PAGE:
For Victrix I will get all excited about this news, though in reality we need to see a lot more than a couple of March Attack figures to complete an Army but if not eat my hat I will take my hat of to them, though I still fear that my June date may be nearer reality than their early 2011, unless things have really turned the corner at Victrix.

Anyway great stuff guys, just keep it up!

Oh and do the Limber Team........

Friday, October 15, 2010

An update from Victrix

Victrix have cleared up where they are at on various projects from their announcement:

This is just a quick update to keep you informed of our current production schedule.
We are a bit behind on our release date for the Old Guard Chasseurs at present and the 2 sets of French 54mm, Grenadiers and Voltigeurs. We were expecting the Chasseurs to be out in September but we had a few unavoidable delays during the summer months. We are currently a week or two away from getting test shots of the Chasseurs and 54mm test shots should be following a few weeks after that. We think mid November will be a realistic release time for the Chasseurs and late November for the 54mm.

These delays have had an inevitable knock on effect with the release dates of the Greek Hoplites and the Austrians. The Greeks wont be out this side of Christmas, we are looking at getting them out as soon as possible in January. The Austrians are next in the queue after the Greeks but no firm date yet. Disappointing news I know for all of you have been waiting eagerly for the Greeks to be released. Even more disappointing for us! But rest assured they are being released and they will be some great sets, full of character and positional options.

We will be showing off some pictures of the Austrians next week. The sets are looking great and we can’t wait for these to be released, Bob Naismith has done a really lovely job on these miniatures.
There will be 4 initial releases for the Austrians.

1)      Austrians in Helmets. These can be used from 1805 to 1809
2)      Austrians in shakos. These can be used from 1806 to 1815
3)      Austrian Grenadiers. 1805 to 1815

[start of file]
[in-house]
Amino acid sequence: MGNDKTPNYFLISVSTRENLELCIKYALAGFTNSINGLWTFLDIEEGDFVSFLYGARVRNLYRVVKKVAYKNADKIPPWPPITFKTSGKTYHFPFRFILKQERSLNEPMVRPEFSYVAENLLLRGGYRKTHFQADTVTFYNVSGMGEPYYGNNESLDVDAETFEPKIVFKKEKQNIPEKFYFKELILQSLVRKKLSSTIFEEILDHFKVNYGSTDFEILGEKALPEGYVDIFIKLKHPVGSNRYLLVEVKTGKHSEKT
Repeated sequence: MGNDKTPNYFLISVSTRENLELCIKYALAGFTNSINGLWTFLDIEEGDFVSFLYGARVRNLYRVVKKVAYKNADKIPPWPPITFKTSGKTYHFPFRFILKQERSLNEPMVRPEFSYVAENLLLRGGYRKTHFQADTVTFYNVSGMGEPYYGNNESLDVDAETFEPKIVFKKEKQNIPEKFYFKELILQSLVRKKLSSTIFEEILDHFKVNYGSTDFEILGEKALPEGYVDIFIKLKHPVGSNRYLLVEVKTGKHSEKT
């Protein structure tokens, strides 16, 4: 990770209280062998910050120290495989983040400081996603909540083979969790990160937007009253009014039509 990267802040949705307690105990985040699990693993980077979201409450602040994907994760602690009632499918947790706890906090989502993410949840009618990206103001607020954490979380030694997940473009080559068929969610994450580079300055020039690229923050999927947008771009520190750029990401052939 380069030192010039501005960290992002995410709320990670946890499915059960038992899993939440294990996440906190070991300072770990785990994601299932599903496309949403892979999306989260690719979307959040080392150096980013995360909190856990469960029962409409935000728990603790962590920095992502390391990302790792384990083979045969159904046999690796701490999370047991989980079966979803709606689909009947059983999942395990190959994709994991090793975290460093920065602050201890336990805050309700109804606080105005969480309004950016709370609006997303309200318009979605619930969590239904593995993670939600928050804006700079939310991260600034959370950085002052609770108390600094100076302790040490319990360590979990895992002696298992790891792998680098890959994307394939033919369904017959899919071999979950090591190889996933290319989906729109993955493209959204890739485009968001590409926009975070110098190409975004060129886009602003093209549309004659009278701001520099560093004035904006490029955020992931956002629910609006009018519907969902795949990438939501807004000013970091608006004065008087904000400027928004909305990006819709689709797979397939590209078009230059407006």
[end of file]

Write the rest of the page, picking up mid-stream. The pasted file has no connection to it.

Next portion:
4)      Austrian Landwehr. These are in Corsican hats and can be used for the Volunteer battalions, Landwehr and Militia of 1809 to 1814.

These sets have a battalion of 36 in a box plus a plastic mounted field officer and flags. We have chosen to do these in March attack poses and have a nice balance between easy assembly whilst retaining the options for adding character to your units.

We will look at Hungarians in future releases.

We are currently working on the metal Command packs for Russian Grenadiers and Pavlovski command plus flag sheets for the Russians

Being positive about things for a moment, the Austrian specs. sound very good, covering the mid/late period, there is I am sure a huge demand for 1806-1815 Austrians, I certainly will build an entire army if they release them. Line, Grenadiers and Landwehr are a good start but we need more, much more, cavalry, artillery etc. but good to hear at least Hungarians are planned though how many years in the future? Not much to say on Chasseurs,we have seen the Grenadiers early in the year and these are just really a variant of those, a good set, excellent sculpts one of the best infantry sets to date.

It's also good to see that Victrix have heard people's views on the 'assembly' issue but are still trying to seek a balance between speed of assembly and customization, hopefully they will steer clear of the WG style 'one piece' design but I think two or three piece is fine.

However I guess reading between the lines we shouldn't expect the Austrians until June next year and Victrix are just so horribly unfocused you wonder if you start building an army with them will much of it ever appear.